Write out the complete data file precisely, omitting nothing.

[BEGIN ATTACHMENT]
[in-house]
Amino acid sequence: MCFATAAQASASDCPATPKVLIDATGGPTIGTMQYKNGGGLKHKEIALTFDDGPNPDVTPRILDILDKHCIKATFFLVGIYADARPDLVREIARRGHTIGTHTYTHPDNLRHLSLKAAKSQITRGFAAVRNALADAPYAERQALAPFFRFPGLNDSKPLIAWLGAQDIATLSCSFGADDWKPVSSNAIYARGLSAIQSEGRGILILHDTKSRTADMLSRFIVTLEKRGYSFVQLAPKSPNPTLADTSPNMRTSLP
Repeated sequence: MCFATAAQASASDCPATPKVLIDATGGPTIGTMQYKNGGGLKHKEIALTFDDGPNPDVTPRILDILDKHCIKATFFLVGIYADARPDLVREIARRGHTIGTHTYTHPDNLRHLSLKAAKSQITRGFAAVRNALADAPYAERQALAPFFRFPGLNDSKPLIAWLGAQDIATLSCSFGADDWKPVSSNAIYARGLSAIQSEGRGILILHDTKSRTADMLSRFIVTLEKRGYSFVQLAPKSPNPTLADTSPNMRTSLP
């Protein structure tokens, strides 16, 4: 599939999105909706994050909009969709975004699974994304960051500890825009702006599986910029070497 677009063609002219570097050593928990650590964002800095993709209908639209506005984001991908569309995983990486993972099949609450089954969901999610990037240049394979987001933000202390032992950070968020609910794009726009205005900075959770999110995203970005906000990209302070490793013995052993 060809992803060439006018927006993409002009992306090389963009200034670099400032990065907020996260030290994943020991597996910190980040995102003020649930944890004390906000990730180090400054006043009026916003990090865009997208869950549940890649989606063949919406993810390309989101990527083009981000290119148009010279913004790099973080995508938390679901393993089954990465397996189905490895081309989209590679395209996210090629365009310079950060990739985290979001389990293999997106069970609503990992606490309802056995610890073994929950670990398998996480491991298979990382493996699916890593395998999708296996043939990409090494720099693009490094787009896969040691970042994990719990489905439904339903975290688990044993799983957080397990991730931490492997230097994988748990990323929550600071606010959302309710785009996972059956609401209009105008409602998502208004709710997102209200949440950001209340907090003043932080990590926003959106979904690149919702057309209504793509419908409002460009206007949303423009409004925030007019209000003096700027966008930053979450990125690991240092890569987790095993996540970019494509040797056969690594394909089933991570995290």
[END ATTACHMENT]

[in-house]
Amino acid sequence: MCFATAAQASASDCPATPKVLIDATGGPTIGTMQYKNGGGLKHKEIALTFDDGPNPDVTPRILDILDKHCIKATFFLVGIYADARPDLVREIARRGHTIGTHTYTHPDNLRHLSLKAAKSQITRGFAAVRNALADAPYAERQALAPFFRFPGLNDSKPLIAWLGAQDIATLSCSFGADDWKPVSSNAIYARGLSAIQSEGRGILILHDTKSRTADMLSRFIVTLEKRGYSFVQLAPKSPNPTLADTSPNMRTSLP
Repeated sequence: MCFATAAQASASDCPATPKVLIDATGGPTIGTMQYKNGGGLKHKEIALTFDDGPNPDVTPRILDILDKHCIKATFFLVGIYADARPDLVREIARRGHTIGTHTYTHPDNLRHLSLKAAKSQITRGFAAVRNALADAPYAERQALAPFFRFPGLNDSKPLIAWLGAQDIATLSCSFGADDWKPVSSNAIYARGLSAIQSEGRGILILHDTKSRTADMLSRFIVTLEKRGYSFVQLAPKSPNPTLADTSPNMRTSLP
């Protein structure tokens, strides 16, 4: 599939999105909706994050909009969709975004699974994304960051500890825009702006599986910029070497 677009063609002219570097050593928990650590964002800095993709209908639209506005984001991908569309995983990486993972099949609450089954969901999610990037240049394979987001933000202390032992950070968020609910794009726009205005900075959770999110995203970005906000990209302070490793013995052993 060809992803060439006018927006993409002009992306090389963009200034670099400032990065907020996260030290994943020991597996910190980040995102003020649930944890004390906000990730180090400054006043009026916003990090865009997208869950549940890649989606063949919406993810390309989101990527083009981000290119148009010279913004790099973080995508938390679901393993089954990465397996189905490895081309989209590679395209996210090629365009310079950060990739985290979001389990293999997106069970609503990992606490309802056995610890073994929950670990398998996480491991298979990382493996699916890593395998999708296996043939990409090494720099693009490094787009896969040691970042994990719990489905439904339903975290688990044993799983957080397990991730931490492997230097994988748990990323929550600071606010959302309710785009996972059956609401209009105008409602998502208004709710997102209200949440950001209340907090003043932080990590926003959106979904690149919702057309209504793509419908409002460009206007949303423009409004925030007019209000003096700027966008930053979450990125690991240092890569987790095993996540970019494509040797056969690594394909089933991570995290």